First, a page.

those who post here frequently, it seems that he and I are among the
only ones who actually camp in the winter.  My area here in the
Tennessee mountains gets down into the single digits.  Steve's in
Ohio, below zero.  We both camp all winter long, have a ball and have
no problems.

Steve has a good web site and I've posted extensively on my
techniques.  You might want to google on my name (neon_john) and

Since you have power and will be in a fixed location, you have many
advantages over those of us who actually go out in the woods to camp.

First off, you can just about prevent any freezing problems with
proper heat tracing.  Heat tape the fresh water coming in and the
sewer going out.  Insulate over the heat tape.  I HIGHLY recommend
spending the extra money on the industrial type self-regulating tape.
This consists of a semi-conductive plastic that varies its heat output
according to the temperature at each point on the tape.  This kind of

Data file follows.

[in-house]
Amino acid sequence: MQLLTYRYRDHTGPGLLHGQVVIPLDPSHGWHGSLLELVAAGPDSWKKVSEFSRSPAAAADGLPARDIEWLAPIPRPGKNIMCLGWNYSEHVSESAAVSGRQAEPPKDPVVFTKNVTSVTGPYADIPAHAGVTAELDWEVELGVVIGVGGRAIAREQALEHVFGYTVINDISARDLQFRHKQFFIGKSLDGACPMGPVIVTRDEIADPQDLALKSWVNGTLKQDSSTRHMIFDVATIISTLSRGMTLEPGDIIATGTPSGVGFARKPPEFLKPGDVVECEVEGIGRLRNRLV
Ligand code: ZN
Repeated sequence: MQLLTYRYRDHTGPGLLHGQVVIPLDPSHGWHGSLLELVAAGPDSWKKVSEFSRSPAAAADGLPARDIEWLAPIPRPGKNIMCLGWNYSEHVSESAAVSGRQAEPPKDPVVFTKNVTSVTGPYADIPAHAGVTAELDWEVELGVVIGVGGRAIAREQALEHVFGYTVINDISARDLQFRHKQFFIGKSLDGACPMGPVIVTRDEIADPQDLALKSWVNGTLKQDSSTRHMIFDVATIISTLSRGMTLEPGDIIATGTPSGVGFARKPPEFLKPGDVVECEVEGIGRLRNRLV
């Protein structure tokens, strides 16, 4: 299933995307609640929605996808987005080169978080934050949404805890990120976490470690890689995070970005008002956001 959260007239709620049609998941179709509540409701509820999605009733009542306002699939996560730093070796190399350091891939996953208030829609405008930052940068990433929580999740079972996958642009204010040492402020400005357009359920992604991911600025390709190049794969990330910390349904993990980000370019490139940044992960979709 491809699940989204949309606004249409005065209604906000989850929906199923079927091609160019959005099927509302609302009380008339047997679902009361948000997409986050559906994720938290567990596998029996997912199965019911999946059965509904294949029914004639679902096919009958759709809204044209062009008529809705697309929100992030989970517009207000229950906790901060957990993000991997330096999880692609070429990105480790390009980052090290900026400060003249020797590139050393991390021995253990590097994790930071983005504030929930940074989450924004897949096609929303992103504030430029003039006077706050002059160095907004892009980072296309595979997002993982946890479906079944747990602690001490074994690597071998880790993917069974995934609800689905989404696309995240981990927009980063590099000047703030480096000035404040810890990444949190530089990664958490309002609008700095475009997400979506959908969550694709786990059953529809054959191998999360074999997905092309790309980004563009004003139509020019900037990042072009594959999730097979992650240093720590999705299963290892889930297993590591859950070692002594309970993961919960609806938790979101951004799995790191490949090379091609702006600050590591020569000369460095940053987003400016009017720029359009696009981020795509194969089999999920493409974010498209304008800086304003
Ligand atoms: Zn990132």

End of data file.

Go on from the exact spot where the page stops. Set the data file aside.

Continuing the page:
tape won't develop hotspots and damage plastic plumbing.  This is
especially important when tracing empty piping such as the sewer
piping.  Omega Engineering, Watlow and a few other companies will help
you with the application engineering.

You can get adhesive mounted silicone heater pads from Omega
Engineering, Watlow and others.  Apply suitable wattage heaters to the
bottom of the tanks.  Install a wind skirt to keep out moving air and
optionally, apply some styrofoam sheeting against the tanks.  Get the
kind of heater pad that is self-regulating so that you don't have to